Elise’s mother, an unhappy, purse-mouthed woman, had brought her only daughter up with a strict set of rules. Elise was expected to do the right thing, say the right thing, and under no circumstances let her mother down. But the young Elise, a free-spirited girl with a love of adventure and a penchant for testing the laws of cause and effect, had struggled uncomfortably under a domestic routine fraught with rules and restrictions.
Elise, dressed in a homemade floral dress while her peers pranced around in the latest mass-produced fashions, had stuck out like a sore thumb in the playground. However, her unique attire and her mother’s warnings not to get dirty had not hindered her enthusiasm for rough and tumble childhood games. And invariably she would return home at the end of the day with scraped knees, lost hair ribbons, and at least one rip in her dress. Her mother’s wrath was nothing if not consistent but Elise learned to bear the tirade of scolding that was sure to follow every excursion.Elise smiled to herself as the plane rocked and jumped. Her mother’s turbulence.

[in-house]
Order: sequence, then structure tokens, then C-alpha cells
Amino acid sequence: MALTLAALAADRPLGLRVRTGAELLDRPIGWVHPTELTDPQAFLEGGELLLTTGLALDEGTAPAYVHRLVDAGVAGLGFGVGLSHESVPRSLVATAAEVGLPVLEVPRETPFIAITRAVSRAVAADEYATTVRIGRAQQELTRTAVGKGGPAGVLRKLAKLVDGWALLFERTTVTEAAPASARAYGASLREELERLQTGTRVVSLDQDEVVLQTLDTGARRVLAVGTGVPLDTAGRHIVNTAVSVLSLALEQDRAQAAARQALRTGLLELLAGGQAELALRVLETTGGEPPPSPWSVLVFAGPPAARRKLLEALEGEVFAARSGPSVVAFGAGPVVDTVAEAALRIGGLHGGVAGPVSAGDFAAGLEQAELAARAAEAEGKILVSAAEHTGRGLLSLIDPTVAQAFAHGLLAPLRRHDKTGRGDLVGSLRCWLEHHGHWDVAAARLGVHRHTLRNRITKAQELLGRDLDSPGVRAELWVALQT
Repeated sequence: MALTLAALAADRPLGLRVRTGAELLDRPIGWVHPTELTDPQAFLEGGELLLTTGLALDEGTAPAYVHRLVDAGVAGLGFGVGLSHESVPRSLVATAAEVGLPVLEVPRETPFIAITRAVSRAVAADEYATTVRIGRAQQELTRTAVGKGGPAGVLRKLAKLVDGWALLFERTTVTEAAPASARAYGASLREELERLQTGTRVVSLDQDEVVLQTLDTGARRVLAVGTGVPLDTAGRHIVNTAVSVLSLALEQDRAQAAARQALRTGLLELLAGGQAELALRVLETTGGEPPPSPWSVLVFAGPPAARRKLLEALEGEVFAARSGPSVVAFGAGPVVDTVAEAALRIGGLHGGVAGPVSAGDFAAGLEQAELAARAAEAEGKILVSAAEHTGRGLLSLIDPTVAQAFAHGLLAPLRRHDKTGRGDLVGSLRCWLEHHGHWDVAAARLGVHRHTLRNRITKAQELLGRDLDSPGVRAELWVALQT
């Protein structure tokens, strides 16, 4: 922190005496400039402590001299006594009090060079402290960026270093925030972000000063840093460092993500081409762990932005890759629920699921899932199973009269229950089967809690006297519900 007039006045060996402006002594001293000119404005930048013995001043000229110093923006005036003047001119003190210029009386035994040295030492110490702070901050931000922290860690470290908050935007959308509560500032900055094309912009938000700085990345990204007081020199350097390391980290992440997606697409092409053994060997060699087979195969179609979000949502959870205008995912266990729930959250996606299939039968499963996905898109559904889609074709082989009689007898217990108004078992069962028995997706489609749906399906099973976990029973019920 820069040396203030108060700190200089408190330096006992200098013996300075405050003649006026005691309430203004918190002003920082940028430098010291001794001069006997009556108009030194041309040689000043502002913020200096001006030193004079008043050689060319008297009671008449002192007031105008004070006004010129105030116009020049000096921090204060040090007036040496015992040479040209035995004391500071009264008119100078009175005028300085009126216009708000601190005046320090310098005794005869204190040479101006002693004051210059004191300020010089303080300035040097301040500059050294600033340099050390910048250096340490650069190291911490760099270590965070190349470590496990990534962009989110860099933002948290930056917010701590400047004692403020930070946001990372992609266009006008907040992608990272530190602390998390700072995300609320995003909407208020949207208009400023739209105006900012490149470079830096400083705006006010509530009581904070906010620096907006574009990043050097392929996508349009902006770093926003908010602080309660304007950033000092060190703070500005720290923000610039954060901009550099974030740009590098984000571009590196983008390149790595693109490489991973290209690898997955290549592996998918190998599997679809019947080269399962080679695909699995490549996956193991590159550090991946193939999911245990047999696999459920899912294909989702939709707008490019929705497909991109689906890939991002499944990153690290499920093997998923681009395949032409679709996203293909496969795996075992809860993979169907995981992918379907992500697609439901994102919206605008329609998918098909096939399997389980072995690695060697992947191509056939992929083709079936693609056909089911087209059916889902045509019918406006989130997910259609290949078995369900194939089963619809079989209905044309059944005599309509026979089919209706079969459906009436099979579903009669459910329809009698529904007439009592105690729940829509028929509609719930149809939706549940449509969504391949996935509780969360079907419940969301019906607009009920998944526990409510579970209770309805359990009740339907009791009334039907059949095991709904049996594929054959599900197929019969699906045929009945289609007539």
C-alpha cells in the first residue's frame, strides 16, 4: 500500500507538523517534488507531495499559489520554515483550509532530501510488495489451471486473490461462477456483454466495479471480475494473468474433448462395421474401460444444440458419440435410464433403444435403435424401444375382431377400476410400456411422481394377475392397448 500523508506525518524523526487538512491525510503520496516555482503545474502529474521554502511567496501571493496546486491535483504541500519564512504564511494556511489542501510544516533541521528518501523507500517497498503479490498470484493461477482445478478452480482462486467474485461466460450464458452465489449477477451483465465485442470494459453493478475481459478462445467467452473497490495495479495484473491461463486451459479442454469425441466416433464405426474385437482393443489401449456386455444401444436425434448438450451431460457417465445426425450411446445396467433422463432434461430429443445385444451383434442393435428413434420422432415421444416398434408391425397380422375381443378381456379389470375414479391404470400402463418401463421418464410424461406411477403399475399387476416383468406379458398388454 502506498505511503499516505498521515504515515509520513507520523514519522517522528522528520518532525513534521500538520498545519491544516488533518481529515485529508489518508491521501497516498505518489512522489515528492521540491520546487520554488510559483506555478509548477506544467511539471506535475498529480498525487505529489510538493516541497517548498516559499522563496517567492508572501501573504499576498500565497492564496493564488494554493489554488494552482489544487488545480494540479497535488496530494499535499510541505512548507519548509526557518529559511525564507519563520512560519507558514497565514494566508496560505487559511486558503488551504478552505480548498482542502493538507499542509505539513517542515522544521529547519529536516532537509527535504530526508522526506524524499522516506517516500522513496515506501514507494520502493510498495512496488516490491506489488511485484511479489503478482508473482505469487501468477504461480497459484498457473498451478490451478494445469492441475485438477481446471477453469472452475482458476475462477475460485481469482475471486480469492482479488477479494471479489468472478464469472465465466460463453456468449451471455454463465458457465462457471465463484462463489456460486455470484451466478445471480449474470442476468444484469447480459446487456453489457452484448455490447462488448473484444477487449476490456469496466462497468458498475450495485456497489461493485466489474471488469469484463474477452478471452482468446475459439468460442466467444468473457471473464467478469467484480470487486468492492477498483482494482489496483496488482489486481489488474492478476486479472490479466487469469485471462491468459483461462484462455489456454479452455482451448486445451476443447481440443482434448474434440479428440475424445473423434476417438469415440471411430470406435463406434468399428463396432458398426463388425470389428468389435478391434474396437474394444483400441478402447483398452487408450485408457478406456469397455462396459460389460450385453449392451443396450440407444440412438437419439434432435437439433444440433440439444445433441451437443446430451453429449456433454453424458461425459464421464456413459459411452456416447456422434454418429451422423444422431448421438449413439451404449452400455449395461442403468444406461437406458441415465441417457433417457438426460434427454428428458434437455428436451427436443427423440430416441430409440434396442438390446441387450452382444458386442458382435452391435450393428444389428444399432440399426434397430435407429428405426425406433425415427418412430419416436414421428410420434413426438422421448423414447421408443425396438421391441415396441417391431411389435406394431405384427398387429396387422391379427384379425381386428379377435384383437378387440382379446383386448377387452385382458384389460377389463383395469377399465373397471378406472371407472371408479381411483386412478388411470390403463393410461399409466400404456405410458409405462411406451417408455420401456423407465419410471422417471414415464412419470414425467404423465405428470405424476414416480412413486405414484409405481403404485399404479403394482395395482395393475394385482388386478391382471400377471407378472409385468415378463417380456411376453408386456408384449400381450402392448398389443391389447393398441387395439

And of course Elise’s mother had rules about boys and dating. It had been drummed into Elise from an early age that marriage was for maidens in a virginal state. No man wanted a bad girl for his bride. Unfortunately, her mother’s constant alluding to bad girls only made Elise more interested in the concept. What, exactly, constituted a bad girl? Elise herself had been told often enough that she was a bad girl for returning home with a grubby face and dirty knees after an hour or two playing with her friends, but surely a grownup man looking for a bride could overlook a little dirt if he was head over heels in love?